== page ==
While the Air Force has been tightlipped about the missions of its X-37 robotic spaceplane, there's been no shortage of speculation about its purpose. Michael Listner discusses if the Air Force is deliberately encouraging that speculation as par tof a broader strategy. Visit http://www.thespacereview.com/article/2670/1 to view the article. (1/5)

Encouraging Private Investment in Space: Must the Current Space Law Regime Change? (Source: Space Review)
Many space commercialization advocates have argued for a change in space law in order to provide property rights for entities wishing to use the Moon or asteroids. Jonathan Babcock, in the first of a two-part essay, explores whether such wholesale changes are needed to provide such protections. Visit http://www.thespacereview.com/article/2669/1 to view the article. (1/5)

NASA Launching Spacecraft with 19 Foot Lasso (Source: Space Daily)
NASA's Soil Moisture Active Passive, SMAP, will measure moisture in the Earth's soil, which will help farmers combat the effects of drought. Set to launch on Jan. 29 in California, SMAP will orbit the Earth every three days or less to measure moisture in the top two inches of soil with the highest accuracy and resolution, NASA said in a press release.

The spacecraft is equipped with radar to transmit and receive microwaves it sends toward Earth, a radiometer to measure microwaves caused by water in soil and a 19.7 foot rotating mesh antenna, the largest ever deployed in space. The almost 20 foot antenna will spin at about 14 revolutions per minute, one per four seconds. (1/5)

Super-Earths Have Long-Lasting Oceans (Source: Space Daily)
For life as we know it to develop on other planets, those planets would need liquid water, or oceans. Geologic evidence suggests that Earth's oceans have existed for nearly the entire history of our world. But would that be true of other planets, particularly super-Earths? New research suggests the answer is yes and that oceans on super-Earths, once established, can last for billions of years.

Even though water covers 70 percent of Earth's surface, it makes up a very small fraction of the planet's overall bulk. Earth is mostly rock and iron; only about a tenth of a percent is water. However, Earth's water isn't just on the surface. Studies have shown that Earth's mantle holds several oceans' worth of water that was dragged underground by plate tectonics and subduction of the ocean seafloor. Earth's oceans would disappear due to this process, if it weren't for water returning to the surface via volcanism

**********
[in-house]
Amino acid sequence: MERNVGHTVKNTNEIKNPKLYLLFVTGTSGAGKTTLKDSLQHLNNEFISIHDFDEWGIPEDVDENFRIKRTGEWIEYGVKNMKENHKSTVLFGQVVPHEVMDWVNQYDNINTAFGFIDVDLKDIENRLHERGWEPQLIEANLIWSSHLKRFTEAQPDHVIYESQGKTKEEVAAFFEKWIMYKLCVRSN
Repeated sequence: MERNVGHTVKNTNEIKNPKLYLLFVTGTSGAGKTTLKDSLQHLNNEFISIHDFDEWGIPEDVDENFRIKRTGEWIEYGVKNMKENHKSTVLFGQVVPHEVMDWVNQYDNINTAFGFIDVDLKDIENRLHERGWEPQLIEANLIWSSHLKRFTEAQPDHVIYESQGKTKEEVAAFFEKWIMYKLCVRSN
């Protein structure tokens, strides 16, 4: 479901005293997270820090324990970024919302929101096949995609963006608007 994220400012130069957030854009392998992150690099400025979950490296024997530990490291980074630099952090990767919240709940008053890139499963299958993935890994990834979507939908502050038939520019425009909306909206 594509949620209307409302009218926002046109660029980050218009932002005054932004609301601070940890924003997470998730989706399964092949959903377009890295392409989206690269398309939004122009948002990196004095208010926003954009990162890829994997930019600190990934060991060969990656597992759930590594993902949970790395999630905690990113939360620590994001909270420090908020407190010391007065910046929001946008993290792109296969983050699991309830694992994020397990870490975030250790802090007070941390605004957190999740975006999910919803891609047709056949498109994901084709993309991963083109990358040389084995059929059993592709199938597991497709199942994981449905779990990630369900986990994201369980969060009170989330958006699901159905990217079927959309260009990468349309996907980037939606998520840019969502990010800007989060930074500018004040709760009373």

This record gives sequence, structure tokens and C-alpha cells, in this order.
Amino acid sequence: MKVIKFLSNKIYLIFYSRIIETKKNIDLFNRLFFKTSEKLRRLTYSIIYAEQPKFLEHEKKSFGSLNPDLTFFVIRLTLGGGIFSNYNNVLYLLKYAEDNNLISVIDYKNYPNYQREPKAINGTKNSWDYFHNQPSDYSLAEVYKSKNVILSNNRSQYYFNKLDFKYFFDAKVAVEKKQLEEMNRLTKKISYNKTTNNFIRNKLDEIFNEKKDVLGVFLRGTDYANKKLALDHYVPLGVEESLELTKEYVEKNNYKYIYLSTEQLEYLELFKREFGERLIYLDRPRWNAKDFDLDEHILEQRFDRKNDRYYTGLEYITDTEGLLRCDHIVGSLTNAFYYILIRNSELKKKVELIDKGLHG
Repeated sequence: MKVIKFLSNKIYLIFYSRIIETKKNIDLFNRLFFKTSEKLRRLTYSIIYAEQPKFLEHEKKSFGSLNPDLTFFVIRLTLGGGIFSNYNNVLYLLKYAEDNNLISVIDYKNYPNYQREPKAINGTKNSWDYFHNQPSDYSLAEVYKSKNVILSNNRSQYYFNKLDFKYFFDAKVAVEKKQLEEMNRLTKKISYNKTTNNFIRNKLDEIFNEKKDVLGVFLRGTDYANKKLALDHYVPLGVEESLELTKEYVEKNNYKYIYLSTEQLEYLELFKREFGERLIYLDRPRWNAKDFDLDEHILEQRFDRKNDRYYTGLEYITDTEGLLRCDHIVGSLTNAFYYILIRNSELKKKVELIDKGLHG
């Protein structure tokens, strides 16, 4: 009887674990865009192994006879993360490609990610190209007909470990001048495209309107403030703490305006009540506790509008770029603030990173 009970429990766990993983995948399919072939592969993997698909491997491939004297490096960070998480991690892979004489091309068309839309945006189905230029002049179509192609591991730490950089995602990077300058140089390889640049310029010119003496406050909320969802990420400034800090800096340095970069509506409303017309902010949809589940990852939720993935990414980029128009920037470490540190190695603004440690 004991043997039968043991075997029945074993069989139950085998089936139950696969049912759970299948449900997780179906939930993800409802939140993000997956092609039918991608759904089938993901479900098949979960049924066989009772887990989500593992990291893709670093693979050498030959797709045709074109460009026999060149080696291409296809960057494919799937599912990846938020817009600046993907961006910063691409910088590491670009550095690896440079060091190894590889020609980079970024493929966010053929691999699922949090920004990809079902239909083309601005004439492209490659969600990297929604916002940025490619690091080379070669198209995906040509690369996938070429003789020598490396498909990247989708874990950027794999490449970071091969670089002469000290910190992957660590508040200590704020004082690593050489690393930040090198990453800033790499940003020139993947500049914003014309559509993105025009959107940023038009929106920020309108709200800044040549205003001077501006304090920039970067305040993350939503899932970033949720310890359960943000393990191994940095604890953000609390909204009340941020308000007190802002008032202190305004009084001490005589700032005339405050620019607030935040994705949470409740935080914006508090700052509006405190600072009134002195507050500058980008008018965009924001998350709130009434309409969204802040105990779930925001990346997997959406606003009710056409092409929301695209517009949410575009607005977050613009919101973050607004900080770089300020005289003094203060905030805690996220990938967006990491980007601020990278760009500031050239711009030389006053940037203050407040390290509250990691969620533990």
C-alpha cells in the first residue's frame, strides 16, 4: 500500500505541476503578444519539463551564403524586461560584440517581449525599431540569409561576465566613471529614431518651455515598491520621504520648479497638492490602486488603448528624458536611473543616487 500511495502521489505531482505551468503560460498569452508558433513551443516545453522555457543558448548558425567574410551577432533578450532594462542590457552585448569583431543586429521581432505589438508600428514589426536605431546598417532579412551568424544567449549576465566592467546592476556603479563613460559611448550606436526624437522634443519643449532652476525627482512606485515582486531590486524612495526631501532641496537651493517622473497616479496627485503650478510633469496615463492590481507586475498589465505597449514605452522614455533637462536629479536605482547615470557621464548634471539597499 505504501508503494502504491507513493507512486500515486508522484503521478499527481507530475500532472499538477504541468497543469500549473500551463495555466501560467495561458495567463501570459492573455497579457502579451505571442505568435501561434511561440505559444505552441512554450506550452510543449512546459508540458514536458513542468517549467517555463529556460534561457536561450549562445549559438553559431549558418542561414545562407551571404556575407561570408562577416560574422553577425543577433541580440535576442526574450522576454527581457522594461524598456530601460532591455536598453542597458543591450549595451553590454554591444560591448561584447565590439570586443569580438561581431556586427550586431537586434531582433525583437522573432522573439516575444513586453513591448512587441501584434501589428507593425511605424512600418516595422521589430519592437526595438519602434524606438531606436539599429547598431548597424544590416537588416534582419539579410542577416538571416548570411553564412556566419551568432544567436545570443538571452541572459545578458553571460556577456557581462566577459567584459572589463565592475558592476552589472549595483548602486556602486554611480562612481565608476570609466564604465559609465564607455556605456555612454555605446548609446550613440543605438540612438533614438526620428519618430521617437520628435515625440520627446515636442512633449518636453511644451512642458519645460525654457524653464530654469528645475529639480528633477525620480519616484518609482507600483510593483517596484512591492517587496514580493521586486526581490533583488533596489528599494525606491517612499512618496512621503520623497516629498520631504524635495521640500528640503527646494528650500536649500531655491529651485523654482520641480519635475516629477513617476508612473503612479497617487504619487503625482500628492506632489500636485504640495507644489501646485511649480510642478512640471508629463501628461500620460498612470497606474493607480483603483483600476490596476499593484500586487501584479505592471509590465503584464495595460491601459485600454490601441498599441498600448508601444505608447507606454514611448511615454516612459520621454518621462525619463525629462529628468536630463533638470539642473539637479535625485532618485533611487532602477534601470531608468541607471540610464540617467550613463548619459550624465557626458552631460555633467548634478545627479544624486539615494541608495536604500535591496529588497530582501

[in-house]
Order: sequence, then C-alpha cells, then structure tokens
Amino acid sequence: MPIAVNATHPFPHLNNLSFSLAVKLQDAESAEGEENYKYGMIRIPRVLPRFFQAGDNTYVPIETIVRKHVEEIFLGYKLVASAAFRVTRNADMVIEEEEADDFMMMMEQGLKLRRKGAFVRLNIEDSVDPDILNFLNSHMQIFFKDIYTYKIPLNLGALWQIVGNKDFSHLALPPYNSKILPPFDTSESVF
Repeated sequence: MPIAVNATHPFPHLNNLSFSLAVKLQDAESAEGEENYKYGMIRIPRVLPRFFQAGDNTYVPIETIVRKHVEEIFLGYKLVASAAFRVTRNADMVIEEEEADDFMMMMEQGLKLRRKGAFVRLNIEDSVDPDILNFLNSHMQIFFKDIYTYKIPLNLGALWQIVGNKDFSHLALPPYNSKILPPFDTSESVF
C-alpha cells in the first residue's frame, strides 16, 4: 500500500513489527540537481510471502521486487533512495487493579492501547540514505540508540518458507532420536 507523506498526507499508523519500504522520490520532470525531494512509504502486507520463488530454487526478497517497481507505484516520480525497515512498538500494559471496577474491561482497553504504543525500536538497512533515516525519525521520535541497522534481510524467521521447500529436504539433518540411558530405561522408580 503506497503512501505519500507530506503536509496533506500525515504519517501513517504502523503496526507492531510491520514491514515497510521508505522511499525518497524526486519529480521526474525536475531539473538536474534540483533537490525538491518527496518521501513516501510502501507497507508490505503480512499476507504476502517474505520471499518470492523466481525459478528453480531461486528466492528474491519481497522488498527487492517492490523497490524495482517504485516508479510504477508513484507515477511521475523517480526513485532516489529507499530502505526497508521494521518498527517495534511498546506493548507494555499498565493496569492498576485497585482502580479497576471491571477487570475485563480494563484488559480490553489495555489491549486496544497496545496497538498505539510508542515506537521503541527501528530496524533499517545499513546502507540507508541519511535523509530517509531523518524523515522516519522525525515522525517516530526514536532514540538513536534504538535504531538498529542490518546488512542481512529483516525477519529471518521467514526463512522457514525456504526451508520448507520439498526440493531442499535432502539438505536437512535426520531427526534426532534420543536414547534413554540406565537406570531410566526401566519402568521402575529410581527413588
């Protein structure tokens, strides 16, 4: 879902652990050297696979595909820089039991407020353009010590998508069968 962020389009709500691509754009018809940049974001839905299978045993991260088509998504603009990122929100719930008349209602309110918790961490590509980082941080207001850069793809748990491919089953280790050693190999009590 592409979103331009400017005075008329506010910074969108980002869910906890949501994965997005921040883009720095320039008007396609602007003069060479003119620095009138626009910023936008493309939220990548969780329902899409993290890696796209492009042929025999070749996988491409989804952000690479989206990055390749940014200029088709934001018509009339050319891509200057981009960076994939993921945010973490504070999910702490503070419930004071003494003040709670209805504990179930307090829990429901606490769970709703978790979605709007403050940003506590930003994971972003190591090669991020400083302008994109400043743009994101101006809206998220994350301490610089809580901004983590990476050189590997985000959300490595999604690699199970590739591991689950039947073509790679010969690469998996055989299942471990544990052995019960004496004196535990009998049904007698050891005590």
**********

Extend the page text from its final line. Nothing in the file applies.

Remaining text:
Earth maintains its oceans through this planet-wide recycling. Laura Schaefer found that planets two to four times the mass of Earth are even better at establishing and maintaining oceans than our Earth. The oceans of super-Earths would persist for at least 10 billion years (unless boiled away by an evolving red giant star). (1/5)

Busy Year Ahead for Space Coast with Numerous Projects (Source: Washington Times)
Florida’s Space Coast is anticipating a busy 2015. Numerous rocket launches and other projects are scheduled throughout the year. SpaceX plans to kick off the year on Tuesday with an early morning cargo launch to the International Space Station. Last spring, the company won a 20-year lease of a mothballed NASA launch pad. The company plans to finish outfitting the pad by midyear so that it can support launches of its Falcon 9 and Falcon Heavy rockets.

Also planned for 2015, the renovation of two former shuttle hangars at Kennedy Space Center to house a secrete Air force space plane program relocating from California. The Air force is expected to conduct a fourth launch of its unmanned X-37V Orbital Test Vehicle this from Cape Canaveral this year. As many as 24 rocket launches are scheduled this year from Cape Canaveral Air Force Station, the Air Force said. Sixteen rockets were launched from the station in 2014.